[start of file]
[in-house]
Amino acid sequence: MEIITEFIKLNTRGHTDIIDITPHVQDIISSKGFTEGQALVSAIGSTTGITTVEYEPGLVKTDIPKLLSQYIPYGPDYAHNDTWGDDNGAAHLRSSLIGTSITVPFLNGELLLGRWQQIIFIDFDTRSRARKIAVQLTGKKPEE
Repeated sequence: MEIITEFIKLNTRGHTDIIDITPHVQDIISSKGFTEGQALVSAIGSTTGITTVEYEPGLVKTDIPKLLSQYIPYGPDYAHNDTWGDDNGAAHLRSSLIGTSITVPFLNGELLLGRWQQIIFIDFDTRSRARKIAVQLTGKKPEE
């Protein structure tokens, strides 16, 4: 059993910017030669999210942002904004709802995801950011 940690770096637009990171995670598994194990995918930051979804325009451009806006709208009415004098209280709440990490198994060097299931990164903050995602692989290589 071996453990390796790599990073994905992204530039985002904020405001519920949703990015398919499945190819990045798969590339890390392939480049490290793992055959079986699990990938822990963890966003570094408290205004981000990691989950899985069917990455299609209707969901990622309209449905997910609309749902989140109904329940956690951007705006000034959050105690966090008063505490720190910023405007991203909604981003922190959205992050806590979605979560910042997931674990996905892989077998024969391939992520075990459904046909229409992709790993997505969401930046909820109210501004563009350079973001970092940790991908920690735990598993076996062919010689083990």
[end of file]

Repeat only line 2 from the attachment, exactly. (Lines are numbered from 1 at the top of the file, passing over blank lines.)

Amino acid sequence: MEIITEFIKLNTRGHTDIIDITPHVQDIISSKGFTEGQALVSAIGSTTGITTVEYEPGLVKTDIPKLLSQYIPYGPDYAHNDTWGDDNGAAHLRSSLIGTSITVPFLNGELLLGRWQQIIFIDFDTRSRARKIAVQLTGKKPEE